Capital Structure Decisions: Which Factors Are Reliably Important?


  • We thank Werner Antweiler, the late Michael Barclay, Bill Christie (the Editor), Sudipto Dasgupta, John Graham, Keith Head, Kai Li, William Lim, Michael Lemmon, Ernst Maug, Vojislav Maksimovic, Ron Masulis, Jay Ritter, Sheridan Titman, Ivo Welch, Jeff Wurgler; seminar participants at Tulane University and Queen's University; participants at the 2004 American Finance Association Meetings and the 2004 NTU International Conference; and especially our anonymous referees for helpful comments. Murray Z. Frank thanks Piper Jaffray for financial support. Vidhan K. Goyal thanks the Research Grants Council of Hong Kong (Project number: HKUST6489/06H) for financial support.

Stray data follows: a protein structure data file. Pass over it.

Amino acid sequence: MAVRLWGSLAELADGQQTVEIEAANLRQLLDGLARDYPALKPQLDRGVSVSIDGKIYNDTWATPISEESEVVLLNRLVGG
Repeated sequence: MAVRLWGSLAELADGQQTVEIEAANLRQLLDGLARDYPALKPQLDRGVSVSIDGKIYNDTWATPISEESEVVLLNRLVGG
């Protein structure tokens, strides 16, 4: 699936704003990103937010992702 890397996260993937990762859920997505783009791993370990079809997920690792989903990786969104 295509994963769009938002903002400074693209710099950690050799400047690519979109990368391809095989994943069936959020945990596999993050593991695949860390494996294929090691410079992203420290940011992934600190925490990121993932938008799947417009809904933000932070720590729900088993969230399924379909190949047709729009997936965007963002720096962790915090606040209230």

This paper examines the relative importance of many factors in the capital structure decisions of publicly traded American firms from 1950 to 2003. The most reliable factors for explaining market leverage are: median industry leverage (+ effect on leverage), market-to-book assets ratio (−), tangibility (+), profits (−), log of assets (+), and expected inflation (+). In addition, we find that dividend-paying firms tend to have lower leverage. When considering book leverage, somewhat similar effects are found. However, for book leverage, the impact of firm size, the market-to-book ratio, and the effect of inflation are not reliable. The empirical evidence seems reasonably consistent with some versions of the trade-off theory of capital structure.